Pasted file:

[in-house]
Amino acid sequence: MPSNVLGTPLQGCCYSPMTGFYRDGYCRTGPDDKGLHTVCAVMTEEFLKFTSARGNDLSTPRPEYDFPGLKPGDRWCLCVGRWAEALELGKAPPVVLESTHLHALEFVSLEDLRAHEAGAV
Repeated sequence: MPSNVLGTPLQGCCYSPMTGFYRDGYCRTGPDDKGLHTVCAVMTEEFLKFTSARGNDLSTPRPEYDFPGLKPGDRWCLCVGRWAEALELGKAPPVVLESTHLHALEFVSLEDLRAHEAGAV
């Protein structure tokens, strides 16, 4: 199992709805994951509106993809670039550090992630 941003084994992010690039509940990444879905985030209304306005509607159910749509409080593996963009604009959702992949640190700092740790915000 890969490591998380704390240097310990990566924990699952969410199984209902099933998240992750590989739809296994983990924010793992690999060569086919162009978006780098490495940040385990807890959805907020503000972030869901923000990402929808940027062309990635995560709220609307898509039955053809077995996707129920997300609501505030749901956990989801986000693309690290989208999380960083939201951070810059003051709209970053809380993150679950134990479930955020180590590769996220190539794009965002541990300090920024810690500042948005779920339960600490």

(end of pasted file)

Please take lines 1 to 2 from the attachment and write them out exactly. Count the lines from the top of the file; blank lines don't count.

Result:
[in-house]
Amino acid sequence: MPSNVLGTPLQGCCYSPMTGFYRDGYCRTGPDDKGLHTVCAVMTEEFLKFTSARGNDLSTPRPEYDFPGLKPGDRWCLCVGRWAEALELGKAPPVVLESTHLHALEFVSLEDLRAHEAGAV